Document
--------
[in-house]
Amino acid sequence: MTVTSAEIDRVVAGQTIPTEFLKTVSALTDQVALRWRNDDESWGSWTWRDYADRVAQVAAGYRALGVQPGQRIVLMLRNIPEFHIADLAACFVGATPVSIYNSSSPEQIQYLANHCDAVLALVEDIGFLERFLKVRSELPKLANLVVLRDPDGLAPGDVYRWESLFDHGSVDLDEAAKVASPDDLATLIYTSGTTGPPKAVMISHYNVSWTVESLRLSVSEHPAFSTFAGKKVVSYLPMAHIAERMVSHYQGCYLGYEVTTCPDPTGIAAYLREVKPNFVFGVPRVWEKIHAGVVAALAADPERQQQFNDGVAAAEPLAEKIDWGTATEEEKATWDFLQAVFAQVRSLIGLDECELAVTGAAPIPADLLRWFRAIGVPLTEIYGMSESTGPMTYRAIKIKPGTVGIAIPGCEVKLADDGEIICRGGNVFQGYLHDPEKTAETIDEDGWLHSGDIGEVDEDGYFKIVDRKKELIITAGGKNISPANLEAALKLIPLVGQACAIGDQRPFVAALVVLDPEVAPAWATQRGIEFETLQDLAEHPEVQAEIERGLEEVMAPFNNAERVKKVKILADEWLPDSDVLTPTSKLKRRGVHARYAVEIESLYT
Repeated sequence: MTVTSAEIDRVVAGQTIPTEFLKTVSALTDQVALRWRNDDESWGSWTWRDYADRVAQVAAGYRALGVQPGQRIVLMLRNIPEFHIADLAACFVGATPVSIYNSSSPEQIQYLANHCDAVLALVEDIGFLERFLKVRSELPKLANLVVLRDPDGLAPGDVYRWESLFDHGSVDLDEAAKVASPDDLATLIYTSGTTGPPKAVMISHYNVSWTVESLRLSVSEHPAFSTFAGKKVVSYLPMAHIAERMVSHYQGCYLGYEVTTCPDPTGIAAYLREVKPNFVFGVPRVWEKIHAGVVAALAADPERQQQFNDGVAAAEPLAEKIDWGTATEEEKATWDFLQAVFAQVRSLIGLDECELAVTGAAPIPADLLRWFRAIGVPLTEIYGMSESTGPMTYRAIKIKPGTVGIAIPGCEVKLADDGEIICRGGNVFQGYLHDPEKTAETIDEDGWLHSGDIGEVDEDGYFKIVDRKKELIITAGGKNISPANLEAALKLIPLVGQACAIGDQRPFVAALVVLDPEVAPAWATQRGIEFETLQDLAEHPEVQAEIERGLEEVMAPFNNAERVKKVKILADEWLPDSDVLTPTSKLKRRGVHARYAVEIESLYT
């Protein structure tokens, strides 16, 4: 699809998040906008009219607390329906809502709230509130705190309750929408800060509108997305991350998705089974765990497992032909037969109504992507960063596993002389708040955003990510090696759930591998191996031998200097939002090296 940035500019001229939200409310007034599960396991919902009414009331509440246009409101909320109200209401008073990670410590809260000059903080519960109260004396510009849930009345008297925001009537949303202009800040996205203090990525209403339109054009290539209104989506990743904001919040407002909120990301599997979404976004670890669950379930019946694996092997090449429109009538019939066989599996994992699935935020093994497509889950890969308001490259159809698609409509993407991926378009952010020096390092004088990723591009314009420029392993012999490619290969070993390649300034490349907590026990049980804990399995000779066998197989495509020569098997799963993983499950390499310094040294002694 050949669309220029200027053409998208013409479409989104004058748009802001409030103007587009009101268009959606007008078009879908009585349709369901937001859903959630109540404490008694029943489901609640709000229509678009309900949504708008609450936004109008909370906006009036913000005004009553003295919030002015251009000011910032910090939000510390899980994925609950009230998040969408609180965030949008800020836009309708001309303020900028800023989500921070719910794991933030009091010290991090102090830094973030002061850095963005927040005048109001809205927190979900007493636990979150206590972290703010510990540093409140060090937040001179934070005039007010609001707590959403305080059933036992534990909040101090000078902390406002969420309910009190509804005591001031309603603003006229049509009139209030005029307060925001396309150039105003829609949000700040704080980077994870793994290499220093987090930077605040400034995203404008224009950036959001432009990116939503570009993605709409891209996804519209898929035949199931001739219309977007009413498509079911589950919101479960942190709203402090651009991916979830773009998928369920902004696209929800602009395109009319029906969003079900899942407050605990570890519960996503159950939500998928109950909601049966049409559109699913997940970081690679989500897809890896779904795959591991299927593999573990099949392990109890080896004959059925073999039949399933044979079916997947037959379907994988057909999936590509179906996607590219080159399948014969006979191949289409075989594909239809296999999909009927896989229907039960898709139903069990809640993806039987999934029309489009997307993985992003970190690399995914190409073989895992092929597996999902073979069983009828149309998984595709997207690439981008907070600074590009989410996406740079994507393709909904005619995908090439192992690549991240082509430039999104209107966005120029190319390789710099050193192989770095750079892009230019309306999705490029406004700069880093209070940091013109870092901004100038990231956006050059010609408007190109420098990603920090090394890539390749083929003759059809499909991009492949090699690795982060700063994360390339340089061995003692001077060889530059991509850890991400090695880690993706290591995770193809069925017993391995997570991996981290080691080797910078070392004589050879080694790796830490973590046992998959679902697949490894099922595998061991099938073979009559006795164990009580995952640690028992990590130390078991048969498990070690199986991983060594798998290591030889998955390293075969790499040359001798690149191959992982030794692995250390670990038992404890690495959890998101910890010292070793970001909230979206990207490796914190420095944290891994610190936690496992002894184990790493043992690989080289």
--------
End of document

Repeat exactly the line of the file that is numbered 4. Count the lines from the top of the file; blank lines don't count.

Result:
């Protein structure tokens, strides 16, 4: 699809998040906008009219607390329906809502709230509130705190309750929408800060509108997305991350998705089974765990497992032909037969109504992507960063596993002389708040955003990510090696759930591998191996031998200097939002090296 940035500019001229939200409310007034599960396991919902009414009331509440246009409101909320109200209401008073990670410590809260000059903080519960109260004396510009849930009345008297925001009537949303202009800040996205203090990525209403339109054009290539209104989506990743904001919040407002909120990301599997979404976004670890669950379930019946694996092997090449429109009538019939066989599996994992699935935020093994497509889950890969308001490259159809698609409509993407991926378009952010020096390092004088990723591009314009420029392993012999490619290969070993390649300034490349907590026990049980804990399995000779066998197989495509020569098997799963993983499950390499310094040294002694 050949669309220029200027053409998208013409479409989104004058748009802001409030103007587009009101268009959606007008078009879908009585349709369901937001859903959630109540404490008694029943489901609640709000229509678009309900949504708008609450936004109008909370906006009036913000005004009553003295919030002015251009000011910032910090939000510390899980994925609950009230998040969408609180965030949008800020836009309708001309303020900028800023989500921070719910794991933030009091010290991090102090830094973030002061850095963005927040005048109001809205927190979900007493636990979150206590972290703010510990540093409140060090937040001179934070005039007010609001707590959403305080059933036992534990909040101090000078902390406002969420309910009190509804005591001031309603603003006229049509009139209030005029307060925001396309150039105003829609949000700040704080980077994870793994290499220093987090930077605040400034995203404008224009950036959001432009990116939503570009993605709409891209996804519209898929035949199931001739219309977007009413498509079911589950919101479960942190709203402090651009991916979830773009998928369920902004696209929800602009395109009319029906969003079900899942407050605990570890519960996503159950939500998928109950909601049966049409559109699913997940970081690679989500897809890896779904795959591991299927593999573990099949392990109890080896004959059925073999039949399933044979079916997947037959379907994988057909999936590509179906996607590219080159399948014969006979191949289409075989594909239809296999999909009927896989229907039960898709139903069990809640993806039987999934029309489009997307993985992003970190690399995914190409073989895992092929597996999902073979069983009828149309998984595709997207690439981008907070600074590009989410996406740079994507393709909904005619995908090439192992690549991240082509430039999104209107966005120029190319390789710099050193192989770095750079892009230019309306999705490029406004700069880093209070940091013109870092901004100038990231956006050059010609408007190109420098990603920090090394890539390749083929003759059809499909991009492949090699690795982060700063994360390339340089061995003692001077060889530059991509850890991400090695880690993706290591995770193809069925017993391995997570991996981290080691080797910078070392004589050879080694790796830490973590046992998959679902697949490894099922595998061991099938073979009559006795164990009580995952640690028992990590130390078991048969498990070690199986991983060594798998290591030889998955390293075969790499040359001798690149191959992982030794692995250390670990038992404890690495959890998101910890010292070793970001909230979206990207490796914190420095944290891994610190936690496992002894184990790493043992690989080289």